There has been much debate over Christians divorcing in recent years. Many Baptists in particular hold that divorce leads to adultery in most if not all cases of remarriage. But is this matter as clear-cut as many suppose? According to some Bible students, the matter is more involved than simply lifting a proof-text from the Scriptures.
A few scholars hold that Matthew 19:6, an oft-cited proof text, has nothing to do with divorce per se. For example, some state that the underlying Greek words and their Hebrew counterparts in this passage do not address divorce at all, but rather the act of “putting away” a wife, which is not synonymous with divorce. Instead, “putting away” is denying a wife a proper divorce if not accompanied by a bill of divorce per Deuteronomy 24:1-4. These same scholars, noting the Deuteronomy context of the question, hold that divorce is not a sin in all cases. In Matthew 19.3, the Pharisees came tempting Jesus with the technical legal debate that was then raging in rabbinical Judaism. On the one hand, a leading rabbi argued that no man may put away his wife except for adultery. On the other, another leading rabbi argued that a man may put away his wife for any cause. The Pharisees were trying to trap Jesus, for remember that John the Baptist had been put in prison at least in part for his public opinions on marriage and divorce. Notice in Matthew 19.3 that it is the matter of “putting away” a wife, not divorce, that is being discussed. Jesus, in verses 4-6 in his usual style, redirects the question and answers the question with a focus on marriage, not marriage-breaking. He does not even speak to the question of divorce.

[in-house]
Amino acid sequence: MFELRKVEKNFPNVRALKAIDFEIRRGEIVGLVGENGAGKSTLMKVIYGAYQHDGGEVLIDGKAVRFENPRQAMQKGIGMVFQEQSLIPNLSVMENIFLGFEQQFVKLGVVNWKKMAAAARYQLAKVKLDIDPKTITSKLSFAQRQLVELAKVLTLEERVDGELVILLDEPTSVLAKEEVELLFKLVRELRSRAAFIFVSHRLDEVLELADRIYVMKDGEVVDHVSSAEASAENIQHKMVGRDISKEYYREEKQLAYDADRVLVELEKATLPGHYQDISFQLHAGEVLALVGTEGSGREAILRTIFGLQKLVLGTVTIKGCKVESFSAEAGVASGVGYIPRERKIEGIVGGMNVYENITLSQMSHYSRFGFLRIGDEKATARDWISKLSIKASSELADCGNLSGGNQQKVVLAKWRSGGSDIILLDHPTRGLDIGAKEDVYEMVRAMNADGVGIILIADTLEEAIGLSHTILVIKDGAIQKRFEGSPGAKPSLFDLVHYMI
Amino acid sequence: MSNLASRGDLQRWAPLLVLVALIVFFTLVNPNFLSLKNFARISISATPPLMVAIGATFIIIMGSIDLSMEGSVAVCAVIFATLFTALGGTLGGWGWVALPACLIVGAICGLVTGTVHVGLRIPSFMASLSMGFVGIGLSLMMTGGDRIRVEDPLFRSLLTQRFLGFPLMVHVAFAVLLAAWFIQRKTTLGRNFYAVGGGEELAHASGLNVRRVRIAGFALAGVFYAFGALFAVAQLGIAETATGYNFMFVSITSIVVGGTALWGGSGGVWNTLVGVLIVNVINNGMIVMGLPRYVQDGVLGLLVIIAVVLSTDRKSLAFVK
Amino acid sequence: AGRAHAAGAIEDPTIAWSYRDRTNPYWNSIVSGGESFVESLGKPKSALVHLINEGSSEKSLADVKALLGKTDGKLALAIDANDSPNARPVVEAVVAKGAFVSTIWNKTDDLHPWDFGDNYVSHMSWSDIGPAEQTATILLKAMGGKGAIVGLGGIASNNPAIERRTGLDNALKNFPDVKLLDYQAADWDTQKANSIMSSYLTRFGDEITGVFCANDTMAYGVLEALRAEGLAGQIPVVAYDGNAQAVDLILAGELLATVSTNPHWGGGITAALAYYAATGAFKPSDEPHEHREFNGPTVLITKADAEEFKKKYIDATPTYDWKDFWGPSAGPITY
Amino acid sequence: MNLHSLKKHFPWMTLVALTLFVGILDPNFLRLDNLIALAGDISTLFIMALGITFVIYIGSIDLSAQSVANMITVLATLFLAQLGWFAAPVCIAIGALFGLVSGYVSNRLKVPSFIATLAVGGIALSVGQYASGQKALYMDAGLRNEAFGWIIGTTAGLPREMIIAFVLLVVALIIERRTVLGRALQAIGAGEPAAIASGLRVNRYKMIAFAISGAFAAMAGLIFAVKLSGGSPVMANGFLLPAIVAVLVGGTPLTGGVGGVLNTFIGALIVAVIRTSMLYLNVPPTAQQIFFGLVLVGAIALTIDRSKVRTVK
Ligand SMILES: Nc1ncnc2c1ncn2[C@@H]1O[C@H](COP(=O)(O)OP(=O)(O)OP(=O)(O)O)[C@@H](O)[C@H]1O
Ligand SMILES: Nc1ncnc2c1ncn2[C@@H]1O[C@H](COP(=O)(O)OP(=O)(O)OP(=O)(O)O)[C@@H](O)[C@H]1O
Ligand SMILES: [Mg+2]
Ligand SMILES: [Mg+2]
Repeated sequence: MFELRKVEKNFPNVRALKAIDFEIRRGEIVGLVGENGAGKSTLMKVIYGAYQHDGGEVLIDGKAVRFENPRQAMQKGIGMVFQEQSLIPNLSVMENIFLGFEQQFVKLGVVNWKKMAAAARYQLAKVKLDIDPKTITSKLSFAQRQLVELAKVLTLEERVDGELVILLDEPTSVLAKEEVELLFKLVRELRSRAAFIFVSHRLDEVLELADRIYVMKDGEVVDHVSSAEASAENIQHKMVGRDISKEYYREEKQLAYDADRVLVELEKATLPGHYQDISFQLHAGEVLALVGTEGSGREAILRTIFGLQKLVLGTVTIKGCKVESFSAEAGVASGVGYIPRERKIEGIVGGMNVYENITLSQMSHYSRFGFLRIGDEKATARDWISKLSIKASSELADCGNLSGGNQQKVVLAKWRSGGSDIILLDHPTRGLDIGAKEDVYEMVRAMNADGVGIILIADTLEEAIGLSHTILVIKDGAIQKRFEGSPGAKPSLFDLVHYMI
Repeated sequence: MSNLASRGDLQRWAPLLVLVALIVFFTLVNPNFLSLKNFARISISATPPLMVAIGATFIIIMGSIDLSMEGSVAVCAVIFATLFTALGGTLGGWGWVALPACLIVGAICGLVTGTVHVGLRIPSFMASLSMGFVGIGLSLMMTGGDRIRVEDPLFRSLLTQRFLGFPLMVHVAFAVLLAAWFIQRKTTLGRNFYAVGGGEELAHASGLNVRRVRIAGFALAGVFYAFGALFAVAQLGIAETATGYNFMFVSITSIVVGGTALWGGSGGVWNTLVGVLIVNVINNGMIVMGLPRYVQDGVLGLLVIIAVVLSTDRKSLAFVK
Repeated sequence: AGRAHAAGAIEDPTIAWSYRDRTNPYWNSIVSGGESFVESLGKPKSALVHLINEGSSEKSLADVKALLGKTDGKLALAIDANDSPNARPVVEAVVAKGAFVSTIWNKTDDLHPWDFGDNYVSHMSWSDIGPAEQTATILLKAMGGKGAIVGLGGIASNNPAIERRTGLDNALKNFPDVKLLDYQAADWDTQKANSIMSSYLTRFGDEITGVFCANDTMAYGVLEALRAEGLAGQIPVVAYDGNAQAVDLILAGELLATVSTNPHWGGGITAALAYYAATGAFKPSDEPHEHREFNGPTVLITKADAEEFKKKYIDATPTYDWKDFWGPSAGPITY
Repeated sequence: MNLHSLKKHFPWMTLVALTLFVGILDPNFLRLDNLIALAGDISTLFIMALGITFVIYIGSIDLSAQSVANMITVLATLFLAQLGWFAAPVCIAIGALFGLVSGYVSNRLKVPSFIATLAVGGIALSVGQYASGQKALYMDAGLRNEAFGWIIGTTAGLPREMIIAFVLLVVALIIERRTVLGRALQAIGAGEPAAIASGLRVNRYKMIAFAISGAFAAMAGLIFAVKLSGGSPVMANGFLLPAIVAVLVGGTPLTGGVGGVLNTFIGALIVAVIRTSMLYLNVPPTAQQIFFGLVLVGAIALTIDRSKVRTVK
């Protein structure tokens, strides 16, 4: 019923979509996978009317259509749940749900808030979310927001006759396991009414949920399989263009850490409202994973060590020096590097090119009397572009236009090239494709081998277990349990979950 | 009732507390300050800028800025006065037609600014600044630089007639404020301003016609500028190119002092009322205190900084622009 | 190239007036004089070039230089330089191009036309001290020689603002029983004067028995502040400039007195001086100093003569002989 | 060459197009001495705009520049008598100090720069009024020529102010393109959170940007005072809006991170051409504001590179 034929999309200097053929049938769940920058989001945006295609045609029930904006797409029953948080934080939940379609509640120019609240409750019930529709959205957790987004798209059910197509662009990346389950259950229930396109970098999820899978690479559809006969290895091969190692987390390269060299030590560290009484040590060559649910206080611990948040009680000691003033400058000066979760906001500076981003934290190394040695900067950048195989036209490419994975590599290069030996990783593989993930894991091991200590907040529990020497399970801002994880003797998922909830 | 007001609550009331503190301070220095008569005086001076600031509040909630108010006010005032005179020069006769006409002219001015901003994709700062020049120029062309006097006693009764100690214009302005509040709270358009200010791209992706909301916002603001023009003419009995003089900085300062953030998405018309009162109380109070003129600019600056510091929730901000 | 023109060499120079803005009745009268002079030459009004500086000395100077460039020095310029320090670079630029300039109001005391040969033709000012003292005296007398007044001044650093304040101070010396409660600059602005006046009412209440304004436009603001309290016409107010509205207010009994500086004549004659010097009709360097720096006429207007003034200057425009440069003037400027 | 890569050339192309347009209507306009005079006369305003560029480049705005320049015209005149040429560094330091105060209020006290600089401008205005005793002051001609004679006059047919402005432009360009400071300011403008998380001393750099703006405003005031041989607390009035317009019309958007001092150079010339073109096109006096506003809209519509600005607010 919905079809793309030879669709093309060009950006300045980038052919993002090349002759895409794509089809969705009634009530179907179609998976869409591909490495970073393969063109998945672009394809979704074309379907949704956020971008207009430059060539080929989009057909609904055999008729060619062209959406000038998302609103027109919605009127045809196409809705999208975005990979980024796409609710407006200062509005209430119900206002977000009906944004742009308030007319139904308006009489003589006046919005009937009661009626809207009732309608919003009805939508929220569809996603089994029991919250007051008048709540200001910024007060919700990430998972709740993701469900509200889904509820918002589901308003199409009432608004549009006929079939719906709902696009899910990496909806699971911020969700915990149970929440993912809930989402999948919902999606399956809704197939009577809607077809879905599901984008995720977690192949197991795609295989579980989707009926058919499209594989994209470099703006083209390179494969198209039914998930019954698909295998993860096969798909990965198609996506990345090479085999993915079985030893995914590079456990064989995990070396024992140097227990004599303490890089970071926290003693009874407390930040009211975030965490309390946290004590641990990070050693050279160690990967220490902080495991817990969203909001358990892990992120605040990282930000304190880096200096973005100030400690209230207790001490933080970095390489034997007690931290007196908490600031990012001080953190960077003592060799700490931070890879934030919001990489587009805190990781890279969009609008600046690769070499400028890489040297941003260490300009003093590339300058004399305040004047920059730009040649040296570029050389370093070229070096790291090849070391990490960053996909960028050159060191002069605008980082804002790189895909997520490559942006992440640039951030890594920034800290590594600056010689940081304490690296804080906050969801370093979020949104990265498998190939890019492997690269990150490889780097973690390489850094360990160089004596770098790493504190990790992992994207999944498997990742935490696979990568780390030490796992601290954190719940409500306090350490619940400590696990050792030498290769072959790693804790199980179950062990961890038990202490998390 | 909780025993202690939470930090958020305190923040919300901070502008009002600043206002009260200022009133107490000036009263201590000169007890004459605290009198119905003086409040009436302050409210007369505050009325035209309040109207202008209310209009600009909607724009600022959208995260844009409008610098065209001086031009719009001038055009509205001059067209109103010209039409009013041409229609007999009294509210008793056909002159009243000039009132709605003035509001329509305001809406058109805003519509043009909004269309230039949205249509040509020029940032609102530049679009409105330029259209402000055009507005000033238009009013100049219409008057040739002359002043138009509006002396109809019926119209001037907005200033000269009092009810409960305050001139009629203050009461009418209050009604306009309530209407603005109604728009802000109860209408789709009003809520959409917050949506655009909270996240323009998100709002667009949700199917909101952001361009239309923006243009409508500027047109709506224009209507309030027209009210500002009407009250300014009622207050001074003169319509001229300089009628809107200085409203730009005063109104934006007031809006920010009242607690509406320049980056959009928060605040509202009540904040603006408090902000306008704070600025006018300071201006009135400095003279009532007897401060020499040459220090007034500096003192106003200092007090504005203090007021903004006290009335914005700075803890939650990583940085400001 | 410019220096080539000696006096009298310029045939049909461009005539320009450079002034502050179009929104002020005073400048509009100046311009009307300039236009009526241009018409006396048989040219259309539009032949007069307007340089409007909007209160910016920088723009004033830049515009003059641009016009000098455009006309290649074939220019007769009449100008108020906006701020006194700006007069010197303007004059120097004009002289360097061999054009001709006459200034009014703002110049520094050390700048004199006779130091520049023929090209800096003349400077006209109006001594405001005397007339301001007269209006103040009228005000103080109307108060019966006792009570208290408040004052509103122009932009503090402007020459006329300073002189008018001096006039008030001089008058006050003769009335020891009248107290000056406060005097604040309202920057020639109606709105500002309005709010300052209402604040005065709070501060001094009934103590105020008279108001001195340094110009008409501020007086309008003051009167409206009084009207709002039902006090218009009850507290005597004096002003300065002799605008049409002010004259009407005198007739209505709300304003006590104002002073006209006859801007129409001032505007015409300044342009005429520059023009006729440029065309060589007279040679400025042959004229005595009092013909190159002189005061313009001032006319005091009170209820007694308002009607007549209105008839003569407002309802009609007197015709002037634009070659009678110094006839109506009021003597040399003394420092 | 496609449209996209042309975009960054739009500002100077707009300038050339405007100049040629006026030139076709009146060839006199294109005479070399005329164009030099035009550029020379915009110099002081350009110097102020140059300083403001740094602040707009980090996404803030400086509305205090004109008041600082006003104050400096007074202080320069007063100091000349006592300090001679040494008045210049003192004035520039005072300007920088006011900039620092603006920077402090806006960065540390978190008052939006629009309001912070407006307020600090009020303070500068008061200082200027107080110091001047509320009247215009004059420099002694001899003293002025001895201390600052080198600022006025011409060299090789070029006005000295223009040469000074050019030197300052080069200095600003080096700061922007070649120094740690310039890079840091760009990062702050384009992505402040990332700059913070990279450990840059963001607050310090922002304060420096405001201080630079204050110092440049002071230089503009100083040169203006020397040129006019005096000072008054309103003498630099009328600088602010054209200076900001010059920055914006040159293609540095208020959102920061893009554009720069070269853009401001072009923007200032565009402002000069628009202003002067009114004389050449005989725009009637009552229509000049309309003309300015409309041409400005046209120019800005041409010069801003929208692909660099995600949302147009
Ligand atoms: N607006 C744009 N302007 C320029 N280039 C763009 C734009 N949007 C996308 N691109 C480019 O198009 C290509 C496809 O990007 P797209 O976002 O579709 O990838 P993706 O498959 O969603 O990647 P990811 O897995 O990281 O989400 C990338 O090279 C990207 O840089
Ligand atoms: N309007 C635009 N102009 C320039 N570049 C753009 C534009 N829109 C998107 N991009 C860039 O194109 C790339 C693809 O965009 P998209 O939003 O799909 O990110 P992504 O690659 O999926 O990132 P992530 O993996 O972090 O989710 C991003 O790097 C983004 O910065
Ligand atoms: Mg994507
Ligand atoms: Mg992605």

The Pharisees, not to be put off, redirect the attack in verse 19.7: “They say unto him, Why did Moses then command to give a writing of divorcement, and to put her away.” Notice now they are specifically asking about Deuteronomy 24.1 and are now including the God-legislated order of marriage-breaking with a bill of divorcement. And notice His answer in verse 19.8, “He saith unto them, Moses because of the hardness of your hearts suffered you to put away your wives: but it was not so from the beginning.” Jesus states that putting away of the wives in the God-legislated manner, in which the putting away was the third and final step, was given due to the abuses of the Jewish men (“because of the hardness of your hearts”). He goes on to state, however, that the practice was not given from the beginning. Why? He has already given the answer in verses 19.4-6: marriage was originally designed to be a life-long commitment prior to the Fall of Man. With this fact established, Jesus in verse 19.9 now addresses Deuteronomy’s regulation of divorce by “putting away” a wife. He states, “And I say unto you, Whosoever shall put away his wife, except it be for fornication, and shall marry another, committeth adultery: and whoso marrieth her which is put away doth commit adultery.” Now, Jesus states that the practice of divorce for any reason other than fornication results in both the man and the woman living in adultery should they remarry. It is important to notice that “fornication” after marriage is not the same as “adultery.” The Greek word for “fornication” is porneia and not moichatai, the precise word for adultery. Fornication, then, is a broad word for some sexual indecency besides adultery. Jesus, then, is upholding the Mosaic Law and is limiting the grounds for a God-legislated divorce to sexual indecency in opposition to the rabbis who were teaching divorce for any cause.
At Andersonville Theological Seminary, ATS students are instructed in the Gospel of Matthew verse-by-verse over a two-semester span, and issues such as divorce, the scope of the atonement, and other topics are discussed in detail. The courses at Andersonville Theological Seminary offer a challenging and rewarding environment for learning God’s word.
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About Dr. James L. Hayes
James L. Hayes is a graduate of Luther Rice College & Seminary in Lithonia, Georgia, where he earned his Doctor of Ministry degree in 2021. He is Vice President of Andersonville Theological Seminary, where he works closely with professors in developing Bible-centered courses in theology, ministry, and counseling. He has been a minister of the gospel for over twenty-five years, having served in Southwest Georgia in five churches during that span.